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Testing Forest‐BGC Ecosystem Process Simulations Across a Climatic Gradient in Oregon
- Running, Steven W.
- Ecological applications 1994 v.4 no.2 pp. 238-247
- biomass, carbon, data collection, ecosystems, evapotranspiration, leaf area index, leaf water potential, leaves, models, nitrogen content, nitrogen cycle, photosynthesis, primary productivity, research programs, rooting, soil, transpiration, water holding capacity, Oregon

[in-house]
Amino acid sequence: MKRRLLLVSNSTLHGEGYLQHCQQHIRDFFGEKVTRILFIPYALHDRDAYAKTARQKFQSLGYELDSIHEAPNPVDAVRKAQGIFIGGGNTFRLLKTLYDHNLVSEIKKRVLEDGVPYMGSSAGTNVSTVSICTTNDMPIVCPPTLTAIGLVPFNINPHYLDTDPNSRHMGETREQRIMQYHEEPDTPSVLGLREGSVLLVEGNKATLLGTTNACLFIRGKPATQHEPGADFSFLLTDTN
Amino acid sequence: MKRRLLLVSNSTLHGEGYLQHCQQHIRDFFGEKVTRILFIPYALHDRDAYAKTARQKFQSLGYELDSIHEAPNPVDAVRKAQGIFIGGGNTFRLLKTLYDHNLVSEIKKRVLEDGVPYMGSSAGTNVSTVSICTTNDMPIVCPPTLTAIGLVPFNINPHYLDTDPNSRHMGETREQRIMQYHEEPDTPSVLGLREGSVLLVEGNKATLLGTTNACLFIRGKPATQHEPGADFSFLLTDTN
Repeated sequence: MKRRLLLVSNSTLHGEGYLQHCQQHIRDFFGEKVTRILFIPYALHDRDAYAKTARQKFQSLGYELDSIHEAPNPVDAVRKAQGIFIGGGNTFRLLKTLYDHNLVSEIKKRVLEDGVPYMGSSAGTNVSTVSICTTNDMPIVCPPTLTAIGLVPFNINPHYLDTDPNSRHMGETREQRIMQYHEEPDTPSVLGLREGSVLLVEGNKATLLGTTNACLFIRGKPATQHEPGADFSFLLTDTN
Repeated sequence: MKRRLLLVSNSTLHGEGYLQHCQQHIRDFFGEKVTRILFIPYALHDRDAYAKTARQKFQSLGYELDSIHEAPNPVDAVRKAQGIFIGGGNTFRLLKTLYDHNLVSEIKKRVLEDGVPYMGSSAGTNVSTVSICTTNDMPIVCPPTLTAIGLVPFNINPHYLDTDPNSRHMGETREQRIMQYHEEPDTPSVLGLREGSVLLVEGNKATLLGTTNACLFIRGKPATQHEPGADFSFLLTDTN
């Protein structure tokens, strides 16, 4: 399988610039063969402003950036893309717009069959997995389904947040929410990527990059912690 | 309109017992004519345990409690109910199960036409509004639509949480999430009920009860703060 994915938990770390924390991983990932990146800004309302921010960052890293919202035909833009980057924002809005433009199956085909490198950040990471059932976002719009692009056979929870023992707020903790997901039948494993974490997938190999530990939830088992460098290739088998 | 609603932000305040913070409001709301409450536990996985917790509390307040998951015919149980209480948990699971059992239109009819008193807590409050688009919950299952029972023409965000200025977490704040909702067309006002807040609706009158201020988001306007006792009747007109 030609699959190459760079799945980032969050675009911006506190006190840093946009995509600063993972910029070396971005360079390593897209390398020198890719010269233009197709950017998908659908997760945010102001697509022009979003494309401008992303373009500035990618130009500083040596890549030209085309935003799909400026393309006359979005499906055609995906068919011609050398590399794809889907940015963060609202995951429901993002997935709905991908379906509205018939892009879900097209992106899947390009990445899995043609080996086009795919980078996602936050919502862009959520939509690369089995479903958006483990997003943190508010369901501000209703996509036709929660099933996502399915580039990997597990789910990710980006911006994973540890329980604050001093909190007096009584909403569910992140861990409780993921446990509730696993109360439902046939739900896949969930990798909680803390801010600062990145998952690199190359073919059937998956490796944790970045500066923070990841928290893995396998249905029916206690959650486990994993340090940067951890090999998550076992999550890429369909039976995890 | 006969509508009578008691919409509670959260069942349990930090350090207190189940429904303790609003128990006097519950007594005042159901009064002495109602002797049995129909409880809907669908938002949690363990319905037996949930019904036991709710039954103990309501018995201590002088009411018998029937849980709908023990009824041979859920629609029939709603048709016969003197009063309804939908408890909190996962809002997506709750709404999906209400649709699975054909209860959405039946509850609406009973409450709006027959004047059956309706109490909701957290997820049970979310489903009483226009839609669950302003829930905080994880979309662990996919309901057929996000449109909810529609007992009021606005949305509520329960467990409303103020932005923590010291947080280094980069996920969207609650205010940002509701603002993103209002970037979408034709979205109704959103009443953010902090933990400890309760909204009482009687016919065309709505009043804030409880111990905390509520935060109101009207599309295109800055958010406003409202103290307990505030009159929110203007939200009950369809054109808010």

- Field measurements from the Oregon Transect Ecological Research project (OTTER) were used to validate selected process simulations in the FOREST—BGC ecosystem model. Certain hydrologic, carbon, and nitrogen cycle process simulations were tested in this validation, either comparatively across sites, or seasonally at single sites. The range of simulated ecosystem—process rates across the OTTER sites was large; annual evapotranspiration (ET) ranged from 15 to 82 cm, net photosynthesis (as carbon) from 2.2 to 22.8 Mg/ha, and decomposition (as carbon) from 1.0 to 7.2 Mg°ha— ¹°yr— ¹. High correlations between predicted and measured data were found for: aboveground net primary production, R² = 0.82; 100—yr stem biomass, R² = 0.79; and average leaf nitrogen concentration, R² = 0.88. However, correlations for pre—dawn leaf water potential and equilibrium leaf area index (LAI) were much lower, because successful simulation of these variables requires accurate data for soil water—holding capacity. Defining the water—holding capacity of the rooting zone and the maximum surface conductance for photosynthesis and transpiration rates proved to be critical system variables that defied routine field measurement. Although many other processes are simulated in FOREST—BGC, no other processes had repeated field data sets for validations. Problems in parameterizing the model from disparate data sets are also evaluated, with suggestions for using ecosystem modeling in future integrated research programs.